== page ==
UNC School of Government Professor William Rivenbark, along with UT-Knoxville faculty member Janet M. Kelly, recently published a second edition of Performance Budgeting for State and Local Government. This book is now available for purchase from the UNC School of Government Bookstore.
This book describes performance budgeting as the integration of performance management components (planning, performance measurement, and benchmarking) into the three phases of the budget cycle used by state and local governments: budget development, budget implementation, and budget evaluation. The result is a comprehensive theoretical and practical framework for informing budget decisions. Janet M. Kelly and William C. Rivenbark enliven the text with frequent references to their original research and personal experiences with performance measurement, citizen satisfaction surveys, and financial management practices. The book also includes several case studies in performance budgeting and interviews with managers and practitioners.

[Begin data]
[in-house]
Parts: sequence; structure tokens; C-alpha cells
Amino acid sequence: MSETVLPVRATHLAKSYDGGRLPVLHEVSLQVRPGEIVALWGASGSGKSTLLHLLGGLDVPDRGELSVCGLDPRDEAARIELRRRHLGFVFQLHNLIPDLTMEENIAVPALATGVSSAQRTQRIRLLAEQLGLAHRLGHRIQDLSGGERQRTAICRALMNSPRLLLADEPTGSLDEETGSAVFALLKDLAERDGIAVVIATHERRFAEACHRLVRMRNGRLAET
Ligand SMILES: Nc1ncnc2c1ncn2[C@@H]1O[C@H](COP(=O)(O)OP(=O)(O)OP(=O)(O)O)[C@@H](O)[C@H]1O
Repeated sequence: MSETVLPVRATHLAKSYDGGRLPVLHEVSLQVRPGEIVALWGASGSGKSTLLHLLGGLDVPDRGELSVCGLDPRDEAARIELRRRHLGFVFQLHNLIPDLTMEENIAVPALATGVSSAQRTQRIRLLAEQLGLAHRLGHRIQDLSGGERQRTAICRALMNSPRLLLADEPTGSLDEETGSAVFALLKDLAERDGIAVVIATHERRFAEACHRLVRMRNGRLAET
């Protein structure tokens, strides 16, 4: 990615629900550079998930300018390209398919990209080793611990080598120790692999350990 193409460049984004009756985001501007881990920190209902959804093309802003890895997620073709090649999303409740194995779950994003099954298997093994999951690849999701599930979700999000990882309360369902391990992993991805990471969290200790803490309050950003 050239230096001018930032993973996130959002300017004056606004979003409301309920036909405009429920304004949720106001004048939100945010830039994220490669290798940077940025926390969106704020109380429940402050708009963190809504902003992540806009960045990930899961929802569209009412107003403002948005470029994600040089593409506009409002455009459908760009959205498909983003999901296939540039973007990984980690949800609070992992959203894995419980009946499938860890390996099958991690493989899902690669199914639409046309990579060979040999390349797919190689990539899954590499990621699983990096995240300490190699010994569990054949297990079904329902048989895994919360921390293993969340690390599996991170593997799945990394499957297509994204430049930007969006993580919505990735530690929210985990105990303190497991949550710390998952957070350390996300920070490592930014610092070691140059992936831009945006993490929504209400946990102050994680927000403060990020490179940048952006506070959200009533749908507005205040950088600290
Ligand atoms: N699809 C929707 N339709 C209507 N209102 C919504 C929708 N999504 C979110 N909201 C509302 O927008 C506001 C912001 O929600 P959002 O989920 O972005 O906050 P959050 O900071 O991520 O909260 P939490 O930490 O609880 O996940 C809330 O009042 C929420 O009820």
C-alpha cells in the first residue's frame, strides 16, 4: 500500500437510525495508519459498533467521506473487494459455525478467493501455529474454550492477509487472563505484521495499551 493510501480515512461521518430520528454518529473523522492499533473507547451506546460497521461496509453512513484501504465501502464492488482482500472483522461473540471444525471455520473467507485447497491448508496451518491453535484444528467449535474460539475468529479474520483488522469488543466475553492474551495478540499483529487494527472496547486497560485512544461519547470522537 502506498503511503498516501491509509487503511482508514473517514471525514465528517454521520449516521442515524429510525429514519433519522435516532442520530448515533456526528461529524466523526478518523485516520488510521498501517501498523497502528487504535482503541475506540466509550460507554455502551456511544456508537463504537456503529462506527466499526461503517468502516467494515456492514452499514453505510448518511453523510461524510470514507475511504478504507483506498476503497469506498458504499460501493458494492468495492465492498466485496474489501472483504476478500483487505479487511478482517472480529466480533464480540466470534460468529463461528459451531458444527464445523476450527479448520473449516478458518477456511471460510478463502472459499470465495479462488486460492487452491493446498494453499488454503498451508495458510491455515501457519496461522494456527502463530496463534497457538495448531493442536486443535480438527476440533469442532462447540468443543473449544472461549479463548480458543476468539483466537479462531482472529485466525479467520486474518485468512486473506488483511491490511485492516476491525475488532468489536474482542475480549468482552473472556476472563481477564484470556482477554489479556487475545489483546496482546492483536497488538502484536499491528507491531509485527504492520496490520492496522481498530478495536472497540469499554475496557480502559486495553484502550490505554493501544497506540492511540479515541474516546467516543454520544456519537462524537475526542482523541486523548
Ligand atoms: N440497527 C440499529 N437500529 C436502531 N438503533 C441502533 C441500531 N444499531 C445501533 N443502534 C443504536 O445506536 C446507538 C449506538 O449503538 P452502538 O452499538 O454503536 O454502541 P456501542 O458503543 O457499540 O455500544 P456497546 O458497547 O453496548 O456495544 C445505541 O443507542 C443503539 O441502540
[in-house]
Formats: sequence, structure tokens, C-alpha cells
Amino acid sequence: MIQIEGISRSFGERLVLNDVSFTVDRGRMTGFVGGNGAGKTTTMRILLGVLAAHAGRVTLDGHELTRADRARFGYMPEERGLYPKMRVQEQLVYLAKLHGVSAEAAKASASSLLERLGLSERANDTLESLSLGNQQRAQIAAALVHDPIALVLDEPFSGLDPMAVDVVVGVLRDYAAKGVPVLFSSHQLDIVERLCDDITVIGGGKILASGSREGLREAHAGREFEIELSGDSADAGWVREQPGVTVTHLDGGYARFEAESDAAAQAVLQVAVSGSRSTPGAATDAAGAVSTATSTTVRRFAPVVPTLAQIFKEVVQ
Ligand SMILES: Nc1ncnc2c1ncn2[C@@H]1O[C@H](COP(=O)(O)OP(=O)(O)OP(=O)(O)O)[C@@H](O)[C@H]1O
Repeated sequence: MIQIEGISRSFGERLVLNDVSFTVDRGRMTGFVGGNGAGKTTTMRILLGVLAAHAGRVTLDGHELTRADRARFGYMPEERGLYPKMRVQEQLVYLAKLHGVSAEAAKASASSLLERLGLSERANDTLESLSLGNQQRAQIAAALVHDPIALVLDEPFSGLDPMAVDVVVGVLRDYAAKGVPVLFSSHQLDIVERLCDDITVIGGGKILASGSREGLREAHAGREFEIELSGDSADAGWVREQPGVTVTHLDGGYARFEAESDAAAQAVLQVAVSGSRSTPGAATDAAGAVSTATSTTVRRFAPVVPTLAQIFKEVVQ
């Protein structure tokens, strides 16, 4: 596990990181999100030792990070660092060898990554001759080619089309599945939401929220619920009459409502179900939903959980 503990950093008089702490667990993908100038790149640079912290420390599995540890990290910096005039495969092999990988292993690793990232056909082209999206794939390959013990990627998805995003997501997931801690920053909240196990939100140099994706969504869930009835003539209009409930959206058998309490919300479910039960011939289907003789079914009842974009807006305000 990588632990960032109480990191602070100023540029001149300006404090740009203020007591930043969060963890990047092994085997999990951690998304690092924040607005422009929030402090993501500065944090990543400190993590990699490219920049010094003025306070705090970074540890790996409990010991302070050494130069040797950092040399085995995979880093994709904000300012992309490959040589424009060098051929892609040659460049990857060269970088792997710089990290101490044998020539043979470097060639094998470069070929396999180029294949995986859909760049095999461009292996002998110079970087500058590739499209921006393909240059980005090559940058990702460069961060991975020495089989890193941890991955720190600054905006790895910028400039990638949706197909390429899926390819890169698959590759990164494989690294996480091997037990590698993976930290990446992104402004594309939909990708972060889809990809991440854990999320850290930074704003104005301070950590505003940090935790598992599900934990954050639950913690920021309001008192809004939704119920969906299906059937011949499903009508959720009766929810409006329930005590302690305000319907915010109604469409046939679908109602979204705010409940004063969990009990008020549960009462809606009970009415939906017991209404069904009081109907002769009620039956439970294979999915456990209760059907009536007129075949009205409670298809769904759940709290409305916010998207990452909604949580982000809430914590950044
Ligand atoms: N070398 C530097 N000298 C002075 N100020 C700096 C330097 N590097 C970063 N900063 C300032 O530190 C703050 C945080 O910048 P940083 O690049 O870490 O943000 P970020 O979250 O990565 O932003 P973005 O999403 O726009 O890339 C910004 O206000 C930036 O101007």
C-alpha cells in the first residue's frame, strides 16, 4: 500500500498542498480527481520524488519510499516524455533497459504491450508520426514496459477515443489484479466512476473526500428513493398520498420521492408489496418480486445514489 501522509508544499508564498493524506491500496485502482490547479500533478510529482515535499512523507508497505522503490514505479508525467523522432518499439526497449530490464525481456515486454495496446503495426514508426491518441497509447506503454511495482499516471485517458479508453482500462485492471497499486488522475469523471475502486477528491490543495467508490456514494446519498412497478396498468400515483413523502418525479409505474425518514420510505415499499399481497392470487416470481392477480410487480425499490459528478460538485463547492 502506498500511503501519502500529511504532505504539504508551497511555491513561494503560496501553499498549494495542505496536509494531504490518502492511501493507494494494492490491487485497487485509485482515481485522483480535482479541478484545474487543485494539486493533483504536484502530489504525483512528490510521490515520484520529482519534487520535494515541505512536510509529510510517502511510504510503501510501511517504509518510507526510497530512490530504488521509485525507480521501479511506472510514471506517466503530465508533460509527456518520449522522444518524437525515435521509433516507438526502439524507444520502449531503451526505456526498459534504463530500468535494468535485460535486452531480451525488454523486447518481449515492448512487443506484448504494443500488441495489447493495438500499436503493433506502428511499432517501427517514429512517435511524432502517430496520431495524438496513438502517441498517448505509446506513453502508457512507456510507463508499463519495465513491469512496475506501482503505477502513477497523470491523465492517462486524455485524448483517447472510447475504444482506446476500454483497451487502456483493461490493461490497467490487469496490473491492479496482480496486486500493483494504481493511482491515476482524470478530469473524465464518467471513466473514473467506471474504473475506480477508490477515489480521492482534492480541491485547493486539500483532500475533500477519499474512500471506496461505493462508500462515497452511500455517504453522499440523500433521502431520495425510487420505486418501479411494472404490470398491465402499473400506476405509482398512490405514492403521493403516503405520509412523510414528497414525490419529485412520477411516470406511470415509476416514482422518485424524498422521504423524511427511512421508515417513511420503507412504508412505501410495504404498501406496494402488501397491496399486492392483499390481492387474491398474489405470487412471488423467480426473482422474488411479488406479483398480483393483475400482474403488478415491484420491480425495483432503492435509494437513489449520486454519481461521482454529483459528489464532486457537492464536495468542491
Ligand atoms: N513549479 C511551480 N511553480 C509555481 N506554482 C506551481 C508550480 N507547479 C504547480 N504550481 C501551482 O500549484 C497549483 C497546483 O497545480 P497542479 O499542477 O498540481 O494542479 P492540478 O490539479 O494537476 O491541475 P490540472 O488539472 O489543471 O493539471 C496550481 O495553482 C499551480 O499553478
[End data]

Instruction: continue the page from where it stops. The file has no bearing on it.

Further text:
Changes in the Second Edition include:
- increased coverage of cost accounting procedures,
- more attention to the role of citizen participation in performance management,
- expanded focus to encompass budget implementation and evaluation, not just budget development, and
- enhanced coverage of the management tools used to support performance budgeting, including long-term planning and the “balanced scorecard”.
Designed for use in undergraduate and graduate level courses in public budgeting/financial management, this book is equally useful for any student or practitioner involved in performance-based management.
“This book offers a refreshing approach to the topic by setting aside unconditional optimism and cheerleading for performance budgeting in exchange for a realistic, cautionary, and practical approach. Expanding beyond the parameters of a traditional textbook, the authors have truly integrated theory and practice to educate academics, students, and practitioners about what actually works for public organizations—and why.”
Deborah A. Carroll, The University of Georgia